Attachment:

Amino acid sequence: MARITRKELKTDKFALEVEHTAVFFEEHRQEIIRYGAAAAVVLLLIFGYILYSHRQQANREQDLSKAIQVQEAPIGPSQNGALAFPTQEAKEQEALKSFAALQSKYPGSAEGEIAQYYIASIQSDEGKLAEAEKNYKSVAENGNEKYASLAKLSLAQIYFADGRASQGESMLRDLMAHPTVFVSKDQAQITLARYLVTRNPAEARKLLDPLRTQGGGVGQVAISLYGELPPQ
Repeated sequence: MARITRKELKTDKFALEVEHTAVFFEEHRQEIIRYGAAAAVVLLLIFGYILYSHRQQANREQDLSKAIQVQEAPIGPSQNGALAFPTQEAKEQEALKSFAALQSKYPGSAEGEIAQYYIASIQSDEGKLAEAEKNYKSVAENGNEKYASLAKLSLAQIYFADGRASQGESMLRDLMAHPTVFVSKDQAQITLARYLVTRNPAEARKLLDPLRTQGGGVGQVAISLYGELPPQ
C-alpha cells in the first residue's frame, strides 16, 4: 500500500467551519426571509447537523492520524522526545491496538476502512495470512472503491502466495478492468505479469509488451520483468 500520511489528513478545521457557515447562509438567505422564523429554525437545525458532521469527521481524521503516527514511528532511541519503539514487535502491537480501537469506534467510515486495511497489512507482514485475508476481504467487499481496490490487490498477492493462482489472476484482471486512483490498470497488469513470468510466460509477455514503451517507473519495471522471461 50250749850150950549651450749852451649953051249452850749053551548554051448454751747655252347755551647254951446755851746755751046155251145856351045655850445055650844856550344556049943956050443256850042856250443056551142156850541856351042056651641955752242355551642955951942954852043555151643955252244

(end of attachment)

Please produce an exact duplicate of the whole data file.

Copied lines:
Amino acid sequence: MARITRKELKTDKFALEVEHTAVFFEEHRQEIIRYGAAAAVVLLLIFGYILYSHRQQANREQDLSKAIQVQEAPIGPSQNGALAFPTQEAKEQEALKSFAALQSKYPGSAEGEIAQYYIASIQSDEGKLAEAEKNYKSVAENGNEKYASLAKLSLAQIYFADGRASQGESMLRDLMAHPTVFVSKDQAQITLARYLVTRNPAEARKLLDPLRTQGGGVGQVAISLYGELPPQ
Repeated sequence: MARITRKELKTDKFALEVEHTAVFFEEHRQEIIRYGAAAAVVLLLIFGYILYSHRQQANREQDLSKAIQVQEAPIGPSQNGALAFPTQEAKEQEALKSFAALQSKYPGSAEGEIAQYYIASIQSDEGKLAEAEKNYKSVAENGNEKYASLAKLSLAQIYFADGRASQGESMLRDLMAHPTVFVSKDQAQITLARYLVTRNPAEARKLLDPLRTQGGGVGQVAISLYGELPPQ
C-alpha cells in the first residue's frame, strides 16, 4: 500500500467551519426571509447537523492520524522526545491496538476502512495470512472503491502466495478492468505479469509488451520483468 500520511489528513478545521457557515447562509438567505422564523429554525437545525458532521469527521481524521503516527514511528532511541519503539514487535502491537480501537469506534467510515486495511497489512507482514485475508476481504467487499481496490490487490498477492493462482489472476484482471486512483490498470497488469513470468510466460509477455514503451517507473519495471522471461 50250749850150950549651450749852451649953051249452850749053551548554051448454751747655252347755551647254951446755851746755751046155251145856351045655850445055650844856550344556049943956050443256850042856250443056551142156850541856351042056651641955752242355551642955951942954852043555151643955252244